THE ASAHI SHIMBUN
September 16, 2021 at 16:36 JST
The presidential election for the ruling Liberal Democratic Party will be more “open” for voting members, but the eventual winner will likely keep the door closed on scandals that plagued a former prime minister.
Fumio Kishida, a former foreign minister, is the only candidate in the Sept. 29 election who heads an LDP faction.
Although the faction is throwing its entire support behind Kishida, almost all other LDP factions have taken the unusual step of allowing members to decide on their own how to cast their ballots.
Candidate Sanae Takaichi, a former internal affairs minister, does not belong to any faction.
The other contender, Taro Kono, state minister in charge of administrative reform, is a member of the second largest LDP faction, led by Finance Minister Taro Aso.
However, the Aso faction does not appear to be moving toward a unified position in supporting Kono.
Shigeru Ishiba, a former LDP secretary-general, announced on Sept. 15 that he was not running and expressed his support for Kono.
“I felt it was important that there should be a single candidate who held the view of wanting to change the LDP and how politics are carried out in order to ensure victory for that individual,” Ishiba said at a news conference to explain his decision.
At a faction gathering before the news conference, Ishiba made clear that members would be free to vote for whoever they chose.
But one faction executive said most members shared Ishiba’s thinking regarding candidates in the race.
Ishiba, a former LDP secretary-general and defense minister, also raised the issue of Finance Ministry officials falsifying public documents related to the dubious sale of state-owned land to the Moritomo Gakuen educational institute.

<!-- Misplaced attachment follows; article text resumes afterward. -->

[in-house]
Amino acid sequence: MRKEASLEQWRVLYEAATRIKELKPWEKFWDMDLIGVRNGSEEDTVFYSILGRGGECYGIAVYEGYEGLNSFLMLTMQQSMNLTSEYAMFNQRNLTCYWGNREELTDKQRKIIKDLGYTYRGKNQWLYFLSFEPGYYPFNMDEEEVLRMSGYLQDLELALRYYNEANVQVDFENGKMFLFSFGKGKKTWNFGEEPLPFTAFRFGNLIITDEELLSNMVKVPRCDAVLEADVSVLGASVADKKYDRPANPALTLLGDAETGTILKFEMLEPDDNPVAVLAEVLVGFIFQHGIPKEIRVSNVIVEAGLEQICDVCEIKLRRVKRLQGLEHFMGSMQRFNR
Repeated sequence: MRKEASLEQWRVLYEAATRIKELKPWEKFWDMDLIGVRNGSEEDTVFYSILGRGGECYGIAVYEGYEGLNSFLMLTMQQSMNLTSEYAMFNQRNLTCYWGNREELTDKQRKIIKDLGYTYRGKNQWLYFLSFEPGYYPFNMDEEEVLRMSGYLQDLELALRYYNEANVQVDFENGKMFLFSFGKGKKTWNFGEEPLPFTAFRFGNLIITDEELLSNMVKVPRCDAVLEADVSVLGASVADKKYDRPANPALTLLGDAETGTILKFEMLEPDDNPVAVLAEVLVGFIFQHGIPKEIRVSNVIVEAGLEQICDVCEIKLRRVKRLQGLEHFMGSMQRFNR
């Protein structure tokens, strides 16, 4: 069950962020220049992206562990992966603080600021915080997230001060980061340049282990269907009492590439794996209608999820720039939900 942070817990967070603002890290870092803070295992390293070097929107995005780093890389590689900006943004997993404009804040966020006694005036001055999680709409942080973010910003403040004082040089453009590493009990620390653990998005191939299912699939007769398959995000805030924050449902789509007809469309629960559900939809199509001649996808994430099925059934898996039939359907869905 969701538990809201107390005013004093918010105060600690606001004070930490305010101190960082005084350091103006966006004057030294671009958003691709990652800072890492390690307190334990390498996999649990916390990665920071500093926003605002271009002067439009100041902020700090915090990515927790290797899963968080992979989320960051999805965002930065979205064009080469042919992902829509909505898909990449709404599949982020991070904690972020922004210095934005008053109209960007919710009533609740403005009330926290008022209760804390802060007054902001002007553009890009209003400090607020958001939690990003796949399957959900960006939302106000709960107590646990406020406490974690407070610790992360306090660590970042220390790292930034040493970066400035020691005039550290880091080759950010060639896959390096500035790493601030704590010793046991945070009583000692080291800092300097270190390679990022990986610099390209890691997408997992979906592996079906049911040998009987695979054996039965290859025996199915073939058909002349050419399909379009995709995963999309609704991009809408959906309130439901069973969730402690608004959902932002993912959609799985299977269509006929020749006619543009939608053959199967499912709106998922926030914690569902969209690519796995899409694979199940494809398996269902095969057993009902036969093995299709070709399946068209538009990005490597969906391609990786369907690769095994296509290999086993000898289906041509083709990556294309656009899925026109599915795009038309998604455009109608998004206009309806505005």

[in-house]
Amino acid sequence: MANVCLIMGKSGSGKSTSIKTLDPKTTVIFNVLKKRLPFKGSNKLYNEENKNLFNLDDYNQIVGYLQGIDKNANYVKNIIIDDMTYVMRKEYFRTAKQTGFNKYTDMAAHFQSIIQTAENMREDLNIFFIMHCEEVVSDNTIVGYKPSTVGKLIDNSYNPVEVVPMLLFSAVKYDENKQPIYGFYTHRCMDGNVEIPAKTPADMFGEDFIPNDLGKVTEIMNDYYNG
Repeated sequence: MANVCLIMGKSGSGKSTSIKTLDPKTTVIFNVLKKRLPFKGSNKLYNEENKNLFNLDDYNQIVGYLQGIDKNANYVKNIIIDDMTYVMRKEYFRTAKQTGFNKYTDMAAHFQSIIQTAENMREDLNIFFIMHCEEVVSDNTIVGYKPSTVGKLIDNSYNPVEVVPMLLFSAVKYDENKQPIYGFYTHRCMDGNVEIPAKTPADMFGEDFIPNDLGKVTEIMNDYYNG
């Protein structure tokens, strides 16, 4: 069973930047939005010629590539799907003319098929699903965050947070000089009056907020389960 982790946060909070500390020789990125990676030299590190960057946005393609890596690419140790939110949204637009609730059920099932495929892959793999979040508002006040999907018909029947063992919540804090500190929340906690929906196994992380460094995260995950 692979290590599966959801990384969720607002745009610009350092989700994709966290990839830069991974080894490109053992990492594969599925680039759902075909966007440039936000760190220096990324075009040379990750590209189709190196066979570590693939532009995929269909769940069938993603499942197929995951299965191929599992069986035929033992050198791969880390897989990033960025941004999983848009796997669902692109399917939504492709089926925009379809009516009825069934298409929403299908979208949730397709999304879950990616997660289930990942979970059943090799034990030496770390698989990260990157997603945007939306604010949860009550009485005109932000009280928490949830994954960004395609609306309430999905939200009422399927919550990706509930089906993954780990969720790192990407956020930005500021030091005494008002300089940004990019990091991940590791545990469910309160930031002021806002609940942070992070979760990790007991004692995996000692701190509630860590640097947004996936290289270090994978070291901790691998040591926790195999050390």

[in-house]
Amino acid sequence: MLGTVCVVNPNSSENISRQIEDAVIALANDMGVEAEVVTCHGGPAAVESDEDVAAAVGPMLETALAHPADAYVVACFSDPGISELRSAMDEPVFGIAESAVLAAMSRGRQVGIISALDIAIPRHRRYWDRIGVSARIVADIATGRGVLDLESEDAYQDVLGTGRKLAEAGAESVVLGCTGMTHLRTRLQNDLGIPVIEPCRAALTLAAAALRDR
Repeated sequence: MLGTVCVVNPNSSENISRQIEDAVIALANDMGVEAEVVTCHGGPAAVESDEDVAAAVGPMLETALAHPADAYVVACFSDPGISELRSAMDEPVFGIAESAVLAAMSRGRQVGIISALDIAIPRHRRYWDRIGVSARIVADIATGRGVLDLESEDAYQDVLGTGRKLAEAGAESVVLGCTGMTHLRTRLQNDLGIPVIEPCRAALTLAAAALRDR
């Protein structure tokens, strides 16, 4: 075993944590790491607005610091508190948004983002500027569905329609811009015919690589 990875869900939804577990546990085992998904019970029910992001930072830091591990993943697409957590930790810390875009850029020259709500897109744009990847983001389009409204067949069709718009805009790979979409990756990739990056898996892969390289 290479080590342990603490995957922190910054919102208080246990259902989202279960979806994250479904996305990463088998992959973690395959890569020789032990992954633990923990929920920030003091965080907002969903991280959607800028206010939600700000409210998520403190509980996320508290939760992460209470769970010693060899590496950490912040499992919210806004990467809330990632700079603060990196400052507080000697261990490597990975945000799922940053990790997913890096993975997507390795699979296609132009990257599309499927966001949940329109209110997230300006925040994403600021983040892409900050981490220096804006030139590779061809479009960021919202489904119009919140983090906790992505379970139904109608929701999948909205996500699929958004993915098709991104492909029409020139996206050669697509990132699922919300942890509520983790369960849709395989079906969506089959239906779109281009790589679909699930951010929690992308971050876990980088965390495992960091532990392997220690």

“Those who do not try to get close to the feelings of those who are the saddest should not consider themselves to be politicians,” Ishiba said.
Ishiba is one of the few LDP lawmakers who have openly called for a further investigation into the falsifications and other scandals that came to light when Shinzo Abe was prime minister.
The three remaining candidates are unlikely to take up Ishiba’s baton and try to get to the bottom of some of the negative legacies from the Abe administration.
Kono himself has said he did not think there was a need to probe further into the Moritomo scandal since prosecutors had already concluded their investigation.
At one time, Kishida raised the possibility of making an effort that would convince the public.
But after facing a backlash from those close to Abe as well as his own supporters, Kishida quickly backtracked and said that did not mean he wanted another investigation.
Takaichi, a close ally of Abe, also has no intention of digging up old scandals.
The three prospective candidates may also find it difficult to turn a critical eye on the eight years or so that Abe was in power since they all served as ministers in his Cabinet at one time or another.
(Naoki Kikuchi and Ryuichi Yamashita contributed to this article.)
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